Medical Definition of Hormone, thyrotropin

  • Medical Author:
    Melissa Conrad Stöppler, MD

    Melissa Conrad Stöppler, MD, is a U.S. board-certified Anatomic Pathologist with subspecialty training in the fields of Experimental and Molecular Pathology. Dr. Stöppler's educational background includes a BA with Highest Distinction from the University of Virginia and an MD from the University of North Carolina. She completed residency training in Anatomic Pathology at Georgetown University followed by subspecialty fellowship training in molecular diagnostics and experimental pathology.

Hormone, thyrotropin: A hormone produced by the pituitary gland at the base of the brain in response to signals from the hypothalamus gland in the brain.

The suffix -tropin indicates "an affinity for". Thyrotropin has an affinity for the thyroid. Thyrotropin is known also as thyroid stimulating hormone (TSH).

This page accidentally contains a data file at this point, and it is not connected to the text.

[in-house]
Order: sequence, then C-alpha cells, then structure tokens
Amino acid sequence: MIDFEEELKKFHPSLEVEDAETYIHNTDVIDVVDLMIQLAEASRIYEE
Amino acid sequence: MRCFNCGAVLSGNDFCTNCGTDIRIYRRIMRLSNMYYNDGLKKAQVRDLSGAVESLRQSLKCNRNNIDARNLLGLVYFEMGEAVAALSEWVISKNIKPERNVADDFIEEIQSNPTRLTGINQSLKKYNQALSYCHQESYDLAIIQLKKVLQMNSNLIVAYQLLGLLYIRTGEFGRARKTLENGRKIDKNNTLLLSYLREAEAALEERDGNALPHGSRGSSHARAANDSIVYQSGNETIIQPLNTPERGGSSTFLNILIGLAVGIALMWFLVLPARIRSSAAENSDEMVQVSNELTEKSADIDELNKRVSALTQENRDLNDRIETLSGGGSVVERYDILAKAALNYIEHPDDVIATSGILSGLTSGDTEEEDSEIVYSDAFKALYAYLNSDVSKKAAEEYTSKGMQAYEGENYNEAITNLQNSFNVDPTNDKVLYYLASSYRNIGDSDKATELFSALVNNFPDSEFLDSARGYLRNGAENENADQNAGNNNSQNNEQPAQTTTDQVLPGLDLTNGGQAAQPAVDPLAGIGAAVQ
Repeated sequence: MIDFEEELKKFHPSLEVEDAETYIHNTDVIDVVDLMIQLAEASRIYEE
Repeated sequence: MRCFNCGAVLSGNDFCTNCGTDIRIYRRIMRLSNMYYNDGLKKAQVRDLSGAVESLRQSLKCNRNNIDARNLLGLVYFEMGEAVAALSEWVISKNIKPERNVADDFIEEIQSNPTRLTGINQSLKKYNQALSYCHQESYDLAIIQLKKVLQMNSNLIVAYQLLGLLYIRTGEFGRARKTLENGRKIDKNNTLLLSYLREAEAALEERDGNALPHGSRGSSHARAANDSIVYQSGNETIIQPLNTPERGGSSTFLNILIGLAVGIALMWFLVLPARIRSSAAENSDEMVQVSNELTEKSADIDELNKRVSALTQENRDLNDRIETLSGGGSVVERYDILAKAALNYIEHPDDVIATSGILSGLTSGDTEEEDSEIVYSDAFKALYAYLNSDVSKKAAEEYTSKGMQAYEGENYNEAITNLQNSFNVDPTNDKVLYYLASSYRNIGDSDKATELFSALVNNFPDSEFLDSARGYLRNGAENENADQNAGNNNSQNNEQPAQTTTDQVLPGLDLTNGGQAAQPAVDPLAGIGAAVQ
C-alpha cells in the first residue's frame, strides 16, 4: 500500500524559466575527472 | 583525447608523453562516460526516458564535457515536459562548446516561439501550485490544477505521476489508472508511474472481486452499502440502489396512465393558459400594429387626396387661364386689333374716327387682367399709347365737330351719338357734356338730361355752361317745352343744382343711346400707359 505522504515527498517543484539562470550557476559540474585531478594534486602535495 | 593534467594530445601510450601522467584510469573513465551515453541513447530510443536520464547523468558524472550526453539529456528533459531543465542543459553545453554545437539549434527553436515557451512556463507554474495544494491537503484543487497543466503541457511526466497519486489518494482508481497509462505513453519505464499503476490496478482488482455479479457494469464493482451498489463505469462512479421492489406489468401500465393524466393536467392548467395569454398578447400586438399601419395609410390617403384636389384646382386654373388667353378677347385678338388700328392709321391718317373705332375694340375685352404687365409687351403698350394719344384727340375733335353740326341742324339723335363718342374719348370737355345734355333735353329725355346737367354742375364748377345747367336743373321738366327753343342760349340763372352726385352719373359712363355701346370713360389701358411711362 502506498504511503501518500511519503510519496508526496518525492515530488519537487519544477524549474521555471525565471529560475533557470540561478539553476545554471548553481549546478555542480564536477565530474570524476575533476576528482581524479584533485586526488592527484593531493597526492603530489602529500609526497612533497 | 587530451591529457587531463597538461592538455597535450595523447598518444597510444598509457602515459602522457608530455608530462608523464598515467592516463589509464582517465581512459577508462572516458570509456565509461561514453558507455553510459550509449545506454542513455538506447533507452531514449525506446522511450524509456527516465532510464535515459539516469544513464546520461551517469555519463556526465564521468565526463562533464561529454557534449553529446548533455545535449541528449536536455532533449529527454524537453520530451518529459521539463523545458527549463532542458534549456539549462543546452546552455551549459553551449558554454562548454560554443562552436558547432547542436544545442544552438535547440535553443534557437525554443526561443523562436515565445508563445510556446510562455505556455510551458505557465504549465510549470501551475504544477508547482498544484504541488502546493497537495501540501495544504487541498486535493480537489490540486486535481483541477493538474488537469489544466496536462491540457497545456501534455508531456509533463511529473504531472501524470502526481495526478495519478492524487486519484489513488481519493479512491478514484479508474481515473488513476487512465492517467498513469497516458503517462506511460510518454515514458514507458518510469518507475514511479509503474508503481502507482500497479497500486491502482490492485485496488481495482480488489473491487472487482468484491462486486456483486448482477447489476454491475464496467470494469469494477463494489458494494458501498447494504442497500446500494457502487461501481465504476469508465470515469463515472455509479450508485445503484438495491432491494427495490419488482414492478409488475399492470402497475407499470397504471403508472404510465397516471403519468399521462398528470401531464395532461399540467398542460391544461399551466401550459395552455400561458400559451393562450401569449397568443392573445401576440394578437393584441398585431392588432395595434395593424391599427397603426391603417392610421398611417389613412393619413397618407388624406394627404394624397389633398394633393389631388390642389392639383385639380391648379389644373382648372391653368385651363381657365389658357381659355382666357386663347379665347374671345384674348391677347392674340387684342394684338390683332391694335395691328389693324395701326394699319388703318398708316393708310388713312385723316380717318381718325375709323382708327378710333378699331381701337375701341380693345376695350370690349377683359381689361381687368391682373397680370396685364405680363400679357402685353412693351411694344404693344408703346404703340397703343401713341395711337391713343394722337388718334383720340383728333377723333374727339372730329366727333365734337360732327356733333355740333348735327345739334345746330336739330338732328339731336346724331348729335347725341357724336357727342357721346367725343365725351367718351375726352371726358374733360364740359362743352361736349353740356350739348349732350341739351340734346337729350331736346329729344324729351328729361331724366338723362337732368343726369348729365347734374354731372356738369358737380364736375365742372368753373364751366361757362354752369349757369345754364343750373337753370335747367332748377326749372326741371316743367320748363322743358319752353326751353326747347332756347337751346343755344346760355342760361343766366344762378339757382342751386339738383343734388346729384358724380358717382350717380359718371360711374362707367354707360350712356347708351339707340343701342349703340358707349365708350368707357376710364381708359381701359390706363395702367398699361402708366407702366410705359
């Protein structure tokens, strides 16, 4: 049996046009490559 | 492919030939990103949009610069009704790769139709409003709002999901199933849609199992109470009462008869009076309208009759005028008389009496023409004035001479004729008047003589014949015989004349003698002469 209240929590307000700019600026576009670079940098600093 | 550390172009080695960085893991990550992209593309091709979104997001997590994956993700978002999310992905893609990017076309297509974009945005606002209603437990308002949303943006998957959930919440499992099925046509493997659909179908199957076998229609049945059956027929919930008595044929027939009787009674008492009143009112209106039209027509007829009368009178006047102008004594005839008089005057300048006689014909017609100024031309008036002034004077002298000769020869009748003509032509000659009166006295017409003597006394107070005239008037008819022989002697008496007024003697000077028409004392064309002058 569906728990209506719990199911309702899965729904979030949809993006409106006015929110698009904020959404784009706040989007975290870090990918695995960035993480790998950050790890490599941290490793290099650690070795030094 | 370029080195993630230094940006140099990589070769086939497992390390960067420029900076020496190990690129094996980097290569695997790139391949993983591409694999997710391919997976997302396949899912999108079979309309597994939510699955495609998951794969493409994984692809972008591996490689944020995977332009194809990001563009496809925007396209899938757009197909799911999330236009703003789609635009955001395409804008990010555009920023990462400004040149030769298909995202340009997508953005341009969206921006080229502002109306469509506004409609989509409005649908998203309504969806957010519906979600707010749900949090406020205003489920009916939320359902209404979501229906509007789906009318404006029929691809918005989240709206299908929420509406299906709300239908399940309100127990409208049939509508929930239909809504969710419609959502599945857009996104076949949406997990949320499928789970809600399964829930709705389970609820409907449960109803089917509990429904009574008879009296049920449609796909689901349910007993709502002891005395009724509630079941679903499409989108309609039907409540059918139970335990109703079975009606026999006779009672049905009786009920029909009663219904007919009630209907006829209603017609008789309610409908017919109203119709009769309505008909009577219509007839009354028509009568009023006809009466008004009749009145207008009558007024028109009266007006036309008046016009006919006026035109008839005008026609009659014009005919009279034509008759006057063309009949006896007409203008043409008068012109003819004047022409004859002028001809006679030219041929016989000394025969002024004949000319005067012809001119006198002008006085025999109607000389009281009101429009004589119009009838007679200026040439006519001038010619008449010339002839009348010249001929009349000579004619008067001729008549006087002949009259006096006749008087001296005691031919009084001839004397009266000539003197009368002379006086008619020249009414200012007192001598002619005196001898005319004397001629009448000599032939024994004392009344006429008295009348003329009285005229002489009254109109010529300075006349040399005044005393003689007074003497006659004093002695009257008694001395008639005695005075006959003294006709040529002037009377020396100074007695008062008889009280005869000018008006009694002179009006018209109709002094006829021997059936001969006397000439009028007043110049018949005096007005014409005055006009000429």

Thyrotropin (or, if you prefer, TSH) promotes the growth of the thyroid gland in the neck and stimulates it to produce more thyroid hormones. When there is an excessive amount of thyroid hormones, the pituitary gland stops producing TSH, reducing thyroid hormone production. This mechanism maintains a relatively constant level of thyroid hormones circulating in the blood.

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Reviewed on 12/12/2018

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